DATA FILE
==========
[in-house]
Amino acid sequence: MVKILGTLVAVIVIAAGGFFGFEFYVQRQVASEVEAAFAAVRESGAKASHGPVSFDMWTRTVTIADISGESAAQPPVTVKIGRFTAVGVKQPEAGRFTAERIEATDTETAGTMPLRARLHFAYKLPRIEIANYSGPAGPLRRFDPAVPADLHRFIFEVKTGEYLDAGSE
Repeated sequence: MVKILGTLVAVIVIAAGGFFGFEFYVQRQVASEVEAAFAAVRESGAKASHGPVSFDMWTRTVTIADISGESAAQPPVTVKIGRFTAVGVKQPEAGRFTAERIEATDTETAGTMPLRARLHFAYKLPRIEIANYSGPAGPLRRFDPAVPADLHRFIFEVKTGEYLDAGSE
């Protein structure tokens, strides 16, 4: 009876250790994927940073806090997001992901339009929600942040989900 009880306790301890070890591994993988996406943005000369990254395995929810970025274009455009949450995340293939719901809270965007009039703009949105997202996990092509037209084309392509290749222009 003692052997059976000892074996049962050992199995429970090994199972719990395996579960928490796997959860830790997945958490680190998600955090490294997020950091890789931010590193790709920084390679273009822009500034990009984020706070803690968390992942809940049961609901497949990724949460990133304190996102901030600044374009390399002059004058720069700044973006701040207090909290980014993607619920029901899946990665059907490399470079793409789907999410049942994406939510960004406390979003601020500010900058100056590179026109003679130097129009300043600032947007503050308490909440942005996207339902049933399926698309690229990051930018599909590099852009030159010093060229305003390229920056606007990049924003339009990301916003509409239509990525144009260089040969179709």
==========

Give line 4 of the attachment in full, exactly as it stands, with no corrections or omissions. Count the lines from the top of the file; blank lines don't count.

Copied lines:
């Protein structure tokens, strides 16, 4: 009876250790994927940073806090997001992901339009929600942040989900 009880306790301890070890591994993988996406943005000369990254395995929810970025274009455009949450995340293939719901809270965007009039703009949105997202996990092509037209084309392509290749222009 003692052997059976000892074996049962050992199995429970090994199972719990395996579960928490796997959860830790997945958490680190998600955090490294997020950091890789931010590193790709920084390679273009822009500034990009984020706070803690968390992942809940049961609901497949990724949460990133304190996102901030600044374009390399002059004058720069700044973006701040207090909290980014993607619920029901899946990665059907490399470079793409789907999410049942994406939510960004406390979003601020500010900058100056590179026109003679130097129009300043600032947007503050308490909440942005996207339902049933399926698309690229990051930018599909590099852009030159010093060229305003390229920056606007990049924003339009990301916003509409239509990525144009260089040969179709």